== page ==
Today’s the last day of my June 30 x 30 challenge, in which I challenged myself and my readers to do 30 minutes of genealogy research for 30 days in a row. I am delighted to report that I researched every day in June! Some days the 30 minutes flew by. Other days, that half hour felt very long. It was definitely a valuable exercise.
I don’t think I’ve had a challenge where I didn’t miss a single day. I think there were a few reasons for my success this month:
- I researched first thing in the morning. I found it to be a great way to start my day.
- If necessary, I got up a half hour early in order to fit in my research. I think it helps that it gets light so early this time of year!
- If I got up early, I went to bed early so I didn’t miss out on sleep.
- I had my transcription project to work on (see below), so I was able to make measurable progress in only 30 minutes.
- I logged each session, including “next steps” at the end of each entry so I was never at a loss for where to start.
I love keeping commitments. But successfully completing this 30 x 30 challenge made me especially happy because I found I really benefited from researching daily. This year I’m focusing on one family line (the Adams family, my paternal grandfather’s line). A couple of years ago, I sent for the huge Civil War pension file of my grandfather’s grandfather, George Washington Adams, 1845-1938. I didn’t start transcribing it until November of last year (during another 30 x 30 challenge). By the end of 2016, I had transcribed the first 55 of the 138 documents. I made some progress in the first months of this year. During this June challenge, I transcribed Documents 90 through 124. The light is shining bright at the end of the tunnel! I plan to finish transcribing before the end of July. A side note: G.W.’s death was reported in Document 110. There are 28 documents generated after his death. The Veterans Administration was all about paperwork!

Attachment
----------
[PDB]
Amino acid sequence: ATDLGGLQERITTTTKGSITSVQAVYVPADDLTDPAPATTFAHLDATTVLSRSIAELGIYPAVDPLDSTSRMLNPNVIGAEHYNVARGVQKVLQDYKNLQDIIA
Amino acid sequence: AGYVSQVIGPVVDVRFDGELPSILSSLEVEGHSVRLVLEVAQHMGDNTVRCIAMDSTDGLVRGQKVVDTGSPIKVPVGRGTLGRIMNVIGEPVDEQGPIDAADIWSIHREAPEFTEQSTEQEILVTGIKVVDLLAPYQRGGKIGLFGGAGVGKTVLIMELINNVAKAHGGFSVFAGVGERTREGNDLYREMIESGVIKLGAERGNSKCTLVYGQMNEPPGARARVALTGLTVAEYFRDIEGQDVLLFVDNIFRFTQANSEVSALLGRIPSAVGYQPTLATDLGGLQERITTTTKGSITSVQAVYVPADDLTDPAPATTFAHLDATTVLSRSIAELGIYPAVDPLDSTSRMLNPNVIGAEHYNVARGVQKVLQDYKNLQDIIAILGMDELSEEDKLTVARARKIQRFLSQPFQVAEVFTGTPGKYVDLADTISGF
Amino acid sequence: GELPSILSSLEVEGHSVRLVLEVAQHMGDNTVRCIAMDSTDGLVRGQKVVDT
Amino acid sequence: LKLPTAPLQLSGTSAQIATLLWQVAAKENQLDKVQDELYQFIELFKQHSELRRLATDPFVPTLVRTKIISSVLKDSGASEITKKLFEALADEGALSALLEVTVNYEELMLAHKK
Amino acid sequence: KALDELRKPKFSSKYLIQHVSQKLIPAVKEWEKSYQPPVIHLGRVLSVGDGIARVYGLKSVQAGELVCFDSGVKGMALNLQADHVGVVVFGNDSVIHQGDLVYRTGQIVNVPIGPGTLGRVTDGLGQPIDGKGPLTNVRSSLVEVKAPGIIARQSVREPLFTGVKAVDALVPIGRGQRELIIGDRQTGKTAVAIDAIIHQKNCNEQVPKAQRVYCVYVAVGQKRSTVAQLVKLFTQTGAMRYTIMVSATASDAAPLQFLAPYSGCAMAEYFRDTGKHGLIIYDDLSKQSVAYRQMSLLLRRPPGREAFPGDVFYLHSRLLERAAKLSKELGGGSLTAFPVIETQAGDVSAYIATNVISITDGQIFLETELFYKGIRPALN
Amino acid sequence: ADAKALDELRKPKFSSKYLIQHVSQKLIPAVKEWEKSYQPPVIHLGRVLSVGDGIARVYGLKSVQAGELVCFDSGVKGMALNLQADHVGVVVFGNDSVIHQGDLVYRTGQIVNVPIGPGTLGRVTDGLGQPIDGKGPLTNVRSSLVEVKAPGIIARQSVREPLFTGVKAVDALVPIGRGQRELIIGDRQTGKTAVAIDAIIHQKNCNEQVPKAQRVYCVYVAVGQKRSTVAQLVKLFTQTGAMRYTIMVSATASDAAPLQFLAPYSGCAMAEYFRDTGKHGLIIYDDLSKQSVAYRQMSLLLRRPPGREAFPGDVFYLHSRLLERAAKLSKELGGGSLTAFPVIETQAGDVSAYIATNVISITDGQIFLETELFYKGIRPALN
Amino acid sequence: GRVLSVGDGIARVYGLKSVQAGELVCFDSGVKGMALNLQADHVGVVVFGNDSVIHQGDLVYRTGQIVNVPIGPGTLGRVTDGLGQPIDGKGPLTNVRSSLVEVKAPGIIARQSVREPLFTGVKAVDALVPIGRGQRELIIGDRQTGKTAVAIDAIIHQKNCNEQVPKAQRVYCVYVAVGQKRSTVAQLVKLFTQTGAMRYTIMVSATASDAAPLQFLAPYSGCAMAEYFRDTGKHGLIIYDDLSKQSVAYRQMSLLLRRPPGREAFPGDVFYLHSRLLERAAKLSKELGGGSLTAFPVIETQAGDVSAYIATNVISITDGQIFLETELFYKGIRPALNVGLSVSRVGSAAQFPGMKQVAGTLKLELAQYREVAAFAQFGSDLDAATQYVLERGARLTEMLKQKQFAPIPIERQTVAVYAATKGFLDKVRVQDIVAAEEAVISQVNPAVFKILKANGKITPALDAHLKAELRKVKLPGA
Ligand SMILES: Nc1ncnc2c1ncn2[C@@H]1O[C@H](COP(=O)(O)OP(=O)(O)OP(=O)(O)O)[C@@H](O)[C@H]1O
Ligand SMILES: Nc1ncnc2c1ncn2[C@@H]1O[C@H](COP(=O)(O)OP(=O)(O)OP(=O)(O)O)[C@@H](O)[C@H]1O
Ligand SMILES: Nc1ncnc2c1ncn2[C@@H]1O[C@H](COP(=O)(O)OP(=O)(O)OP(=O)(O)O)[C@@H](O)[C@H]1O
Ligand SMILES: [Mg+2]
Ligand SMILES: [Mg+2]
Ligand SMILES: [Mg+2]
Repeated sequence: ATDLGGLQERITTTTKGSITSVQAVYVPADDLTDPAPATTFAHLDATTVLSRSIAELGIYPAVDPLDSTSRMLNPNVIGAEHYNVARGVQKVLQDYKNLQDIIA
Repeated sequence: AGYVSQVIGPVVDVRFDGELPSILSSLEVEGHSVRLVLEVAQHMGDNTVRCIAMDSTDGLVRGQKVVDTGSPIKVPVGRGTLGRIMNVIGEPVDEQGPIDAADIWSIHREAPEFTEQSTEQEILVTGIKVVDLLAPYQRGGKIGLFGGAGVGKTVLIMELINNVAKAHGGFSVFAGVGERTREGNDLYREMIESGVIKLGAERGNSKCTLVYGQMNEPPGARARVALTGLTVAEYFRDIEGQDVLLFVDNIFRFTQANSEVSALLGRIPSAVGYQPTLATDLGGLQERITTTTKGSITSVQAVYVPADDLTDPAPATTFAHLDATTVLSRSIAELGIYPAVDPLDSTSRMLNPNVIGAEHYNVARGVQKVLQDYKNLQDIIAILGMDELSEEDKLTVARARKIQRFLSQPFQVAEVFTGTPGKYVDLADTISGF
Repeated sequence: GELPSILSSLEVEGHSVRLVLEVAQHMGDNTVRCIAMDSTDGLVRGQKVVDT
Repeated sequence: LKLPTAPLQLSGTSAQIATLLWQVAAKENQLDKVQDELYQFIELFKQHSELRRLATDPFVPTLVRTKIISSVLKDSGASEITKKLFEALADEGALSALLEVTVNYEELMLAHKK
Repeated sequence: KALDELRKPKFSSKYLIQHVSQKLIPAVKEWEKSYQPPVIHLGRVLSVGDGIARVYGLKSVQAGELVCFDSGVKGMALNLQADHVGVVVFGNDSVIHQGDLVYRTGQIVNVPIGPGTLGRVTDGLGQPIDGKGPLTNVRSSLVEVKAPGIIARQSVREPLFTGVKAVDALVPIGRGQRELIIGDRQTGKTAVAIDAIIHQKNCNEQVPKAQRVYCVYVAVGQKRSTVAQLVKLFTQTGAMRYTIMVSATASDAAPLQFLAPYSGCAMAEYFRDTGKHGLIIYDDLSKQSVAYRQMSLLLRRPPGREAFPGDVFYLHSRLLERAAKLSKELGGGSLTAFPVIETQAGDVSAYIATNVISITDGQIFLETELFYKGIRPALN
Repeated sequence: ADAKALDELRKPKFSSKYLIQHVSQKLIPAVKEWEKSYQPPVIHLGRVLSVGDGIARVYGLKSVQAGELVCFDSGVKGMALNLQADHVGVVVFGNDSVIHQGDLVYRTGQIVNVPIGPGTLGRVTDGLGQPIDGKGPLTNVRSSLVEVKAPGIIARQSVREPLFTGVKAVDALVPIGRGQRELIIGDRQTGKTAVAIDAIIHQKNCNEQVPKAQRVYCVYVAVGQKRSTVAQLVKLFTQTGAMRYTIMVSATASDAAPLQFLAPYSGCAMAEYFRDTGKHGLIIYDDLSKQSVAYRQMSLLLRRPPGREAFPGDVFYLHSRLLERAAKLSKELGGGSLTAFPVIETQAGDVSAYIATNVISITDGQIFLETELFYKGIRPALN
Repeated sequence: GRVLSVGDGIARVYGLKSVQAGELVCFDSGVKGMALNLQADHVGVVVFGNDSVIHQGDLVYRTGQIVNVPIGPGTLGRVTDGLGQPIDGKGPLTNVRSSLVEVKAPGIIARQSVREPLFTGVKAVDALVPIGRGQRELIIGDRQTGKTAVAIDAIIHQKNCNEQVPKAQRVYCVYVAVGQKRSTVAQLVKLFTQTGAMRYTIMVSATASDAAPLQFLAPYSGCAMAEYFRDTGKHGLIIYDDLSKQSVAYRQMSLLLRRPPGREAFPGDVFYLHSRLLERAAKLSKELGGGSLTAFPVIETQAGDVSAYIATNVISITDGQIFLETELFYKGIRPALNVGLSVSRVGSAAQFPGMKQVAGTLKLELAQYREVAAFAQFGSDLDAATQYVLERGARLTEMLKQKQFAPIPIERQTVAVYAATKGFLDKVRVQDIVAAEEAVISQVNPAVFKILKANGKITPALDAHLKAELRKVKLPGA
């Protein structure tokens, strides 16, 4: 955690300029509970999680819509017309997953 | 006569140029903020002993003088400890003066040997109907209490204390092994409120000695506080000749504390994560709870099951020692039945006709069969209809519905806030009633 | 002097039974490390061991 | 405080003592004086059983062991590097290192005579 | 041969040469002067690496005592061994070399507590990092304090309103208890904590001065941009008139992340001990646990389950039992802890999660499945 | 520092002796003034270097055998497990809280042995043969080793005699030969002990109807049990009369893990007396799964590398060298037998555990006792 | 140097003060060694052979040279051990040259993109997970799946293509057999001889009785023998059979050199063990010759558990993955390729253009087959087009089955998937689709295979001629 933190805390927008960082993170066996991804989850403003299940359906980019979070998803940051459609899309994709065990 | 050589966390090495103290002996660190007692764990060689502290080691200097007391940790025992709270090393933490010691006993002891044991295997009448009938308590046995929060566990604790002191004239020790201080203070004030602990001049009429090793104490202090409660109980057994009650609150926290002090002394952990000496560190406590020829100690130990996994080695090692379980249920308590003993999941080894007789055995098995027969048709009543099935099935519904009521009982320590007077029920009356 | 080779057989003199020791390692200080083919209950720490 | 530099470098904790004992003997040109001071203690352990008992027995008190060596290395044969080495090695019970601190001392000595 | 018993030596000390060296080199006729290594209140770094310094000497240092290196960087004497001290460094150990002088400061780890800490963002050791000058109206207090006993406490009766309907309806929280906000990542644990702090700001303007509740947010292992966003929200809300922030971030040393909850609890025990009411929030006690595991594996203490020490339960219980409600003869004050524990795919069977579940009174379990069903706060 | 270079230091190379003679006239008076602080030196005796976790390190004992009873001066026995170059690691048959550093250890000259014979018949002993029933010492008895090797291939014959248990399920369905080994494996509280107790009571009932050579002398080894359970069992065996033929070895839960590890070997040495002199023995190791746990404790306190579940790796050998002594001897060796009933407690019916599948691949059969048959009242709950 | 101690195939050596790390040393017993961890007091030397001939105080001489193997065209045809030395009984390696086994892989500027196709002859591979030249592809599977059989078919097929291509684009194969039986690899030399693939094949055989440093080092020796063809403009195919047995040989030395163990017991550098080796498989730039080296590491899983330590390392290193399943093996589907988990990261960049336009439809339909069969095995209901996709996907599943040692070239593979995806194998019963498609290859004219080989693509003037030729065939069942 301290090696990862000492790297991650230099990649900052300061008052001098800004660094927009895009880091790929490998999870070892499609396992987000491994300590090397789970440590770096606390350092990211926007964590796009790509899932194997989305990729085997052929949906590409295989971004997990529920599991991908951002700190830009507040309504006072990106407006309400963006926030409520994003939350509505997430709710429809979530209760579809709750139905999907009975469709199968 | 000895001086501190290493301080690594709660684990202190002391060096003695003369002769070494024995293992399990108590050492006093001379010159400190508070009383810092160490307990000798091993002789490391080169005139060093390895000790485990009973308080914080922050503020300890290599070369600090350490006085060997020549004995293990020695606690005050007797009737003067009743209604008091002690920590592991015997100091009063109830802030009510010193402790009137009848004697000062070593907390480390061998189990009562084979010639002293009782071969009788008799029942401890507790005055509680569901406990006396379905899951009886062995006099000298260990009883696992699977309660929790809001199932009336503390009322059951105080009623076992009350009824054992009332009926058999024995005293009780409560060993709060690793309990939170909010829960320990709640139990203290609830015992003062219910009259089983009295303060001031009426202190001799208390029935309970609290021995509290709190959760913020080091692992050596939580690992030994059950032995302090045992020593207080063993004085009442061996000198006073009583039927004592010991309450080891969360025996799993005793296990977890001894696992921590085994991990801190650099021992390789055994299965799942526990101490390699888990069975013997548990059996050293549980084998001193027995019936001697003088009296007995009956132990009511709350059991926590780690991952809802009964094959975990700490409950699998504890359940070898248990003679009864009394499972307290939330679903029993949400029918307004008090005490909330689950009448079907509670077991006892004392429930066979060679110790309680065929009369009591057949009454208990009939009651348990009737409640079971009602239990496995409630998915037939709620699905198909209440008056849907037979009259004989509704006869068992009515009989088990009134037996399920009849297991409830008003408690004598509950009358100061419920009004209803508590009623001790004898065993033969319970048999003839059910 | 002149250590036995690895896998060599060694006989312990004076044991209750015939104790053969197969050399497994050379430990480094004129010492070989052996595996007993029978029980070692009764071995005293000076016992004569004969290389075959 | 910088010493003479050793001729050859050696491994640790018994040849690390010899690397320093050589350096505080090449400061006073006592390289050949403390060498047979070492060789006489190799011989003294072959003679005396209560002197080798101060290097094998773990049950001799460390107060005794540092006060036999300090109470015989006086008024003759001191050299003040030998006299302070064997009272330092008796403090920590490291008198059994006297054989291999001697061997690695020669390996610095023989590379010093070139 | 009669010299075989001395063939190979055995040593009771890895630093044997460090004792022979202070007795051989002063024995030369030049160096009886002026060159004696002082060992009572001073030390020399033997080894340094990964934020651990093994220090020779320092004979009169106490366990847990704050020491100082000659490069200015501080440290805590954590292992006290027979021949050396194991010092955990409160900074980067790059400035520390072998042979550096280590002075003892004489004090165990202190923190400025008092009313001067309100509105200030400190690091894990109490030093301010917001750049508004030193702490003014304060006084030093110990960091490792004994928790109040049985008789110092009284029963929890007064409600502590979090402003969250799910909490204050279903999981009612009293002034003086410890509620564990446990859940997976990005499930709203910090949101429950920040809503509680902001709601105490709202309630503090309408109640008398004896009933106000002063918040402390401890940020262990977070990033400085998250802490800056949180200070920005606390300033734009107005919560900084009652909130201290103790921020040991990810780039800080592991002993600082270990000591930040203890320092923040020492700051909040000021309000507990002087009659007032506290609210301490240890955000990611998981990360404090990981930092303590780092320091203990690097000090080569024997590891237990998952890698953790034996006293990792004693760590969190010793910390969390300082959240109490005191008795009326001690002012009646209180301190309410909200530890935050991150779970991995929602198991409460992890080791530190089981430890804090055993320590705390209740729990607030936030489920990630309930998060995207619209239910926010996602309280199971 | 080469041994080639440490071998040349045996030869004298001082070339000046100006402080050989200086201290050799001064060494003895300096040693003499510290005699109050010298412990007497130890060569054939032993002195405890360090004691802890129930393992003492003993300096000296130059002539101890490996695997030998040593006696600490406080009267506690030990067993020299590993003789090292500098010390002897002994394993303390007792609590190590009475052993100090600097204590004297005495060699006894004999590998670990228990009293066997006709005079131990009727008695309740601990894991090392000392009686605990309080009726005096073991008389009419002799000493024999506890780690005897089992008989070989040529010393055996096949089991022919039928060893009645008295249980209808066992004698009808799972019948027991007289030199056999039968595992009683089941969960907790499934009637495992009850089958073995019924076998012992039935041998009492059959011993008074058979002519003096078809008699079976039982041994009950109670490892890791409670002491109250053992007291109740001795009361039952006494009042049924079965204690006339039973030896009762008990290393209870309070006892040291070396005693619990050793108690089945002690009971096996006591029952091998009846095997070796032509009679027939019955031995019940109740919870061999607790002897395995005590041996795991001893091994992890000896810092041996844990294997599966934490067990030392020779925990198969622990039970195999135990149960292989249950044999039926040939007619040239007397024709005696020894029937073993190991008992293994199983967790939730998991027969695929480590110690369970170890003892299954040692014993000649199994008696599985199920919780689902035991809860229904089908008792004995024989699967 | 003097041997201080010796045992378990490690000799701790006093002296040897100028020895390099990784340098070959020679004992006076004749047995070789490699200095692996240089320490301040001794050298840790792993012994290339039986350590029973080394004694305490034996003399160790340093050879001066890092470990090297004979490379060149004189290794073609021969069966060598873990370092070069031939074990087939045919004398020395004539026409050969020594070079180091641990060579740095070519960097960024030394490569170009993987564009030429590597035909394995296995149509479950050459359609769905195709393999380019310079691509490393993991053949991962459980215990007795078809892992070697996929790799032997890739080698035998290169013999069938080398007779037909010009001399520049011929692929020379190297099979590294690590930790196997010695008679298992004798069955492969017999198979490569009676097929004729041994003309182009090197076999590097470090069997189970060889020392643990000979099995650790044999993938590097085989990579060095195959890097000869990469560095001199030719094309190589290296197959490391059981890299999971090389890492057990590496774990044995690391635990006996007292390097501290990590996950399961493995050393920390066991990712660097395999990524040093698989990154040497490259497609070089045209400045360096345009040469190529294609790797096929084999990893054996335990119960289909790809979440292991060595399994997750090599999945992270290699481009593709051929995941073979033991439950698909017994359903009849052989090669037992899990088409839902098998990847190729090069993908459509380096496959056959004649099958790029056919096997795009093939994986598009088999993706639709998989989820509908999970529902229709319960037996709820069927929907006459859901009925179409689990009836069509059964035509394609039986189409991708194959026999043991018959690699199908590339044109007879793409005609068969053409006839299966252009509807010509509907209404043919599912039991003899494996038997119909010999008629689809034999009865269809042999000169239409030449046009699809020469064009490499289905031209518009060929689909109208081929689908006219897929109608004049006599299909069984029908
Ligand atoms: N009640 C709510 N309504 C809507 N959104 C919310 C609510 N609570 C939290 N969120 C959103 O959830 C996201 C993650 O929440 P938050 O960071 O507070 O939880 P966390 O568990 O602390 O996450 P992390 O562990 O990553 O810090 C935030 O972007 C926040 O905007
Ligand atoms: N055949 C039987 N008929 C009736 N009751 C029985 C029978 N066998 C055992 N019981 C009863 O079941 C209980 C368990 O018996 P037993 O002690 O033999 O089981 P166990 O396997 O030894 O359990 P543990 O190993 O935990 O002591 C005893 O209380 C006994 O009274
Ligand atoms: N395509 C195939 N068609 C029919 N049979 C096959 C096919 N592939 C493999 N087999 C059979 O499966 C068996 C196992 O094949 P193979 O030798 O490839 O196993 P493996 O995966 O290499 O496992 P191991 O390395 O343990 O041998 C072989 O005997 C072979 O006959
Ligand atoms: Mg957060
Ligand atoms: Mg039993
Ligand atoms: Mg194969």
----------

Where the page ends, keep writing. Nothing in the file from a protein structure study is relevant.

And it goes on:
Transcribing can be tedious work, but when you do it daily, you really can pick up on small details and catch inconsistencies. I had read these documents more than once. But in the process of transcribing, I picked up on things like changes of addresses, family members I’d never heard of before and discrepancies in a timeline. Because I was keeping a research log, I had a place to jot down my musings.
Another benefit to daily research is that it helped me create the habit of logging my research, something that’s been difficult for me to do in the past. I use Evernote and I keep it simple and remembered every day to do it. That kind of repetition really helps ingrain habits.
Not every session was spent transcribing. Some days I allowed myself to follow up on some of the discrepancies and research some of the new-to-me family members who popped up. Then I got to experience the joy of discovery. Thanks to this pension file, I learned about a second family that G.W. Adams had, a son and daughter born when G.W. was 62 and 68, respectively. Researching these new-to-me relatives has been fascinating.
I’m curious to see whether I’ll keep researching daily after the 30 x 30 challenge is over. Usually I revert to sporadic research at the end of the 30 days. But I’m really engaged with this family now, so I’m hopeful I’ll continue research frequently. I’m traveling to visit my father in an week. Travel often throws me way off my routine, but I think being around my father and his sister (Adamses!) will prompt me to research.
Those of you who participated in this month’s 30 x 30 challenge, please report in. Even you didn’t manage to research daily, did you find the challenge helpful?